Otzi the Iceman Ate a High-fat Last Meal

Iceman, diet
Scientists study the mummified remains of Otzi, the 5,300-year-old man whose frozen body was found in the Italian Alps in 1991. South Tyrol Museum of Archaeology/EURAC/Samadelli/Staschitz

These days, a lot of people try to control their weight and improve their health by trying to emulate the diet of our ancient pre-agricultural human ancestors. Now, they have an actual ancient menu of sorts to follow — the last meal of Otzi, aka the Iceman, a 5,300-year-old man whose frozen body was found by German tourists in the Italian Alps back in 1991.

An international group of researchers has conducted the first in-depth study of the contents of Otzi's stomach and small and large intestines, as detailed in an article published July 12 in the journal Current Biology. They used a combination of multi-omics — studies involving different biomolecules, such as ancient DNA, proteins, metabolites and lipids — and microscopic examination to reconstruct the exact composition of Otzi's food intake, just before his apparent violent death from massive bleeding caused by an arrow wound in his shoulder.


Iceman, diet
A reconstruction of what the Iceman may have looked like.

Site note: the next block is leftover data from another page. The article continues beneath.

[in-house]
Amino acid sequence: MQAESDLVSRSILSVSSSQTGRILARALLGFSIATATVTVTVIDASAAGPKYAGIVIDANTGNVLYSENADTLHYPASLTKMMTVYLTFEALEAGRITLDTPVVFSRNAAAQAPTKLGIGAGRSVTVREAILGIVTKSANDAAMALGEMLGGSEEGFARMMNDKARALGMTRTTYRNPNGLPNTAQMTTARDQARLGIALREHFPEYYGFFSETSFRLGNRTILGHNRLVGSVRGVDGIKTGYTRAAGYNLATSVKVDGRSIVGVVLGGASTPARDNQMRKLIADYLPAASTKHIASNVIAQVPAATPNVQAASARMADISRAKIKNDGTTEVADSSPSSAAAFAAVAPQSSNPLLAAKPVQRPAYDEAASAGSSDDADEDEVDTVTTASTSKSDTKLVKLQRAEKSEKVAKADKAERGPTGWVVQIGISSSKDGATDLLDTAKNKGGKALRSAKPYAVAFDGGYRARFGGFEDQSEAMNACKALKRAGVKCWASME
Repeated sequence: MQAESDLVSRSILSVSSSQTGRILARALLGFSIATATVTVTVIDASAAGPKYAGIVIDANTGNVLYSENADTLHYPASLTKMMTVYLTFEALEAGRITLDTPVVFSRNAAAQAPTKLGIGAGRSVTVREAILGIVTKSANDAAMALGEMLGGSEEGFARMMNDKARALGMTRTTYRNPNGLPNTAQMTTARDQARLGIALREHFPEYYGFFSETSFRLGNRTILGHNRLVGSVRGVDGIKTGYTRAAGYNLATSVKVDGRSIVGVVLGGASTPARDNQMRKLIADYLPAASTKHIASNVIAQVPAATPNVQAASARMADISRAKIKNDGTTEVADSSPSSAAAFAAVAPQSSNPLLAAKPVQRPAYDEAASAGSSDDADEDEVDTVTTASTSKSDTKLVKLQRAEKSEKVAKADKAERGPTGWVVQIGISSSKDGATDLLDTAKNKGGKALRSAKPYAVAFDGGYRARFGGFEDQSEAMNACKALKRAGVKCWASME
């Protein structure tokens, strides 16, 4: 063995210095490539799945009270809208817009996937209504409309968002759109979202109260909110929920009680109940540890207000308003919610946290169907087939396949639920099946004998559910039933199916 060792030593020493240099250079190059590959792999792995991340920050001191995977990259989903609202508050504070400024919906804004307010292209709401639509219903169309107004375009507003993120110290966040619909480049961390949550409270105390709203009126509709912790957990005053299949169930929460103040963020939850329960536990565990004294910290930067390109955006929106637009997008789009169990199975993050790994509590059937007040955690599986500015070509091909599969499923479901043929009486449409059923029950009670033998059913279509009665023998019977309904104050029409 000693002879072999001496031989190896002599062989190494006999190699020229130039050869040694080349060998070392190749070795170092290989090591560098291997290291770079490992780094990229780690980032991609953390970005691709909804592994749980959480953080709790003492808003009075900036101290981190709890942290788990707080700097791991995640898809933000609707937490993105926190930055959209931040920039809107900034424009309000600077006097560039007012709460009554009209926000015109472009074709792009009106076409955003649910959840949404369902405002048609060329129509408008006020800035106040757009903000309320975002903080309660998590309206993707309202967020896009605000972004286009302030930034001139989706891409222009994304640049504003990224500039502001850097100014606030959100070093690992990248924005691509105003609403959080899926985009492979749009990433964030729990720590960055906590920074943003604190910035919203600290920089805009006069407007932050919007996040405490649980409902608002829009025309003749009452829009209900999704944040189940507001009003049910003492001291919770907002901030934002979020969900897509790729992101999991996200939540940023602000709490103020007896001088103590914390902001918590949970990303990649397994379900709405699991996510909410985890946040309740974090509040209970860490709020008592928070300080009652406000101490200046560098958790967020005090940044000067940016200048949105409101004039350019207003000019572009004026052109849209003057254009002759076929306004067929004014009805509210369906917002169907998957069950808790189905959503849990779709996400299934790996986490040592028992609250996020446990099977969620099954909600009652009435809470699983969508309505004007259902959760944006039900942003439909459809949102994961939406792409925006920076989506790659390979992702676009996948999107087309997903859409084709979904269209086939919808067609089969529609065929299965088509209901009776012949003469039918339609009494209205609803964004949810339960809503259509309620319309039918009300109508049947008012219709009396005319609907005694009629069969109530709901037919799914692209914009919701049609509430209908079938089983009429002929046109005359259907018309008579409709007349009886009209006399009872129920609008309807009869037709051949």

Alfons & Adrie Kennis/So. Tyrol Museum of Arch./EURAC/Samadelli/Staschitz

Otzi's stomach still contained a small amount of food that he was in the process of digesting, including animal muscle fibers and plant fragments, as well as metabolic compounds that indicated the presence of dairy products and whole-grain cereals. In addition to the chemical analysis, the researchers also analyzed DNA they found in the food and studied bacteria in Otzi's gastrointestinal tract.

From that, they determined that Otzi's last meal probably consisted of ibex and red deer meat that he ate either fresh or dried, and fat from grazing animals or dairy products, supplemented with einkorn, a wild species of wheat.

Otzi's diet was high in fat, with its residues making up between 27 and 46 percent of his stomach's contents. The researchers think that wasn't by accident. In the cold, high-altitude environment in which Otzi lived, it was a challenge to avoid starvation and energy loss. "The Iceman seemed to have been fully aware that fat displays an excellent energy source," the researchers wrote.

Puzzlingly, Otzi's stomach also contained particles of toxic bracken fern and mosses, which may have come from plant material used to wrap his meat. Another possibility, mentioned in a press release on the research, is that Otzi took the toxic fern as a medicine for intestinal problems related to parasites found in his gut.